NEW YORK — The governor of California has vetoed a bill that critics said would have limited patients’ access to knock-off versions of biotech drugs.

On Saturday, Gov. Jerry Brown vetoed S.B. 598, which had passed the state legislature in September with promotion from such biotech companies as Amgen and Genentech. The bill would require pharmacists to notify prescribers and patients if they had substituted a biosimilar for a branded biotech drug and prohibit them from dispensing a biosimilar if prescribers indicated "Do not substitute" on prescriptions. The bill contained a "sunset clause," meaning that it would only apply to prescriptions written before 2017.

Early on, the bill attracted opposition from such groups as the Generic Pharmaceutical Association, a Washington-based industry organization, as well as the board of the California Public Employees Retirement System, Walgreens, CVS Caremark, Kaiser Permanente, Express Scripts, the California Pharmacists Association, the California Retailers Association and others.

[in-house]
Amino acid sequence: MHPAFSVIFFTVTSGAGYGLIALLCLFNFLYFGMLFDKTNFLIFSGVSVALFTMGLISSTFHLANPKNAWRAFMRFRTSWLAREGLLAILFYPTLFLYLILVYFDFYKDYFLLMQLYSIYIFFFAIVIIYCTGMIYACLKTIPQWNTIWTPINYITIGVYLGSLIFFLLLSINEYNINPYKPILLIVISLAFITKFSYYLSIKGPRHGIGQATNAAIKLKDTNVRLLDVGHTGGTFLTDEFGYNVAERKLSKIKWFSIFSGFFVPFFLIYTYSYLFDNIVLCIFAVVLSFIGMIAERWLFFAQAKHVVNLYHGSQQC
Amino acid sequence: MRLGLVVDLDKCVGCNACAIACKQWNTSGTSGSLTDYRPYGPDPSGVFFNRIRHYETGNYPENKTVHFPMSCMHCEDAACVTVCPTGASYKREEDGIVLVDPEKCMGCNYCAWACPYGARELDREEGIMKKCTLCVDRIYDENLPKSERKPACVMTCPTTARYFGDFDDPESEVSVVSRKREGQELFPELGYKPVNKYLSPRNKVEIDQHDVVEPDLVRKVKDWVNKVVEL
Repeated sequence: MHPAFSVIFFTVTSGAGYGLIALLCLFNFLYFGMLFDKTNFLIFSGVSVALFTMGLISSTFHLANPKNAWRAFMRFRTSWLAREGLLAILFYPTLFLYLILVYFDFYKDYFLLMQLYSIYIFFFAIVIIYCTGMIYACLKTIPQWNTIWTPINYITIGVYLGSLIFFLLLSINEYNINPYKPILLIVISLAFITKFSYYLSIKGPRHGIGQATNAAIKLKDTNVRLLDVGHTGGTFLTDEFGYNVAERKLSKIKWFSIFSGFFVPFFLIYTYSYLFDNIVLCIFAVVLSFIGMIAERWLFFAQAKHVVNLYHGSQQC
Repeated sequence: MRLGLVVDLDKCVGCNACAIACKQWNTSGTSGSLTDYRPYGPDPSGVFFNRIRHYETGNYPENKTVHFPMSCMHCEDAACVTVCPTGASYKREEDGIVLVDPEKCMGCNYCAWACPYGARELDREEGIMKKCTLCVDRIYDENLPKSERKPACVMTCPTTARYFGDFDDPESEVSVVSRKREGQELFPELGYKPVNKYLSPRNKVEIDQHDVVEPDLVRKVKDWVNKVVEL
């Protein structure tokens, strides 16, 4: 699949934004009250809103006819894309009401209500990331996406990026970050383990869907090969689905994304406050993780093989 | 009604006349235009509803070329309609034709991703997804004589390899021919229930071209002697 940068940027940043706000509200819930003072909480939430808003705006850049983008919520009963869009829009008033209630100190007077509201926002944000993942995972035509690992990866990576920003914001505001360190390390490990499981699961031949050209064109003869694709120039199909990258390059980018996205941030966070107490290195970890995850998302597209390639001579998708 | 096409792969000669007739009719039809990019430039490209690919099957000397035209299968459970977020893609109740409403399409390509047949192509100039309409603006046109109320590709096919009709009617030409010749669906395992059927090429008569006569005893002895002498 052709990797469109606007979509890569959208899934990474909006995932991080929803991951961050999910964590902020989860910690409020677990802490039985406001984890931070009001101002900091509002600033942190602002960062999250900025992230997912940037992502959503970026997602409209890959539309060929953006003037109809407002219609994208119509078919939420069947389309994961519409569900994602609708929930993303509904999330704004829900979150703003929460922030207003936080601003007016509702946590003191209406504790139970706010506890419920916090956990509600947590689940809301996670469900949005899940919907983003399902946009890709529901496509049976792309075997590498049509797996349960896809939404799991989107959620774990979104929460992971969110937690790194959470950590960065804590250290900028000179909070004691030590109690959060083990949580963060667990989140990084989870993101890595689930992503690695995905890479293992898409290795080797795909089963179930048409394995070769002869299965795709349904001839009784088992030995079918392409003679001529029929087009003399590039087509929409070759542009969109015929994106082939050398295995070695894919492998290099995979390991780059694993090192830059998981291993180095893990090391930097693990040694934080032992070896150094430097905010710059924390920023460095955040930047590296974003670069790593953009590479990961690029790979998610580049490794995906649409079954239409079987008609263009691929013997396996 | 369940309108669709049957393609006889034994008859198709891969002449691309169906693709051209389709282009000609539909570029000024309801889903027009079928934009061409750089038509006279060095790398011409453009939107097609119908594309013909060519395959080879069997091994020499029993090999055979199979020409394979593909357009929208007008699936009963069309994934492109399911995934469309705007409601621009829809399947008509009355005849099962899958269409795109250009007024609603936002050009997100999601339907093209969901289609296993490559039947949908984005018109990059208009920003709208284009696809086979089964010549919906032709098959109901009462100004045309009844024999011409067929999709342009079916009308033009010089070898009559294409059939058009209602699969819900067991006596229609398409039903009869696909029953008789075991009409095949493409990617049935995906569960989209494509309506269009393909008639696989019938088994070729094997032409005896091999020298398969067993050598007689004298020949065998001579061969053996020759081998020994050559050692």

The GPhA heralded Brown’s decision.

"This Amgen- and Genentech-promoted bill was designed to drive their profits and thwart competition from biosimilars, newer versions of biotech drugs that offer patients the promise of cutting-edge medicines without the hefty price tag," GPhA president and CEO Ralph Neas said. "But with one stroke of his pen, the governor has preserved access for millions of patients and will save California taxpayers billions of dollars."

But the Biotechnology Industry Organization, a trade group representing the companies that develop biotech drugs, said it was "disappointed" by Brown’s decision.

"Biosimilars are not generics," BIO said in a statement. "Even slight changes to a biologic drug can change its properties entirely. Unlike conventional generic medicines, biosimilars are not the same as the drugs they seek to substitute. In fact, two biologics made using different cell lines and differing manufacturing processes will rarely, if ever, be exactly the same, hence the name ‘biosimilar.’"

Another company that represents biotech companies, the California Healthcare Institute, was similarly disappointed.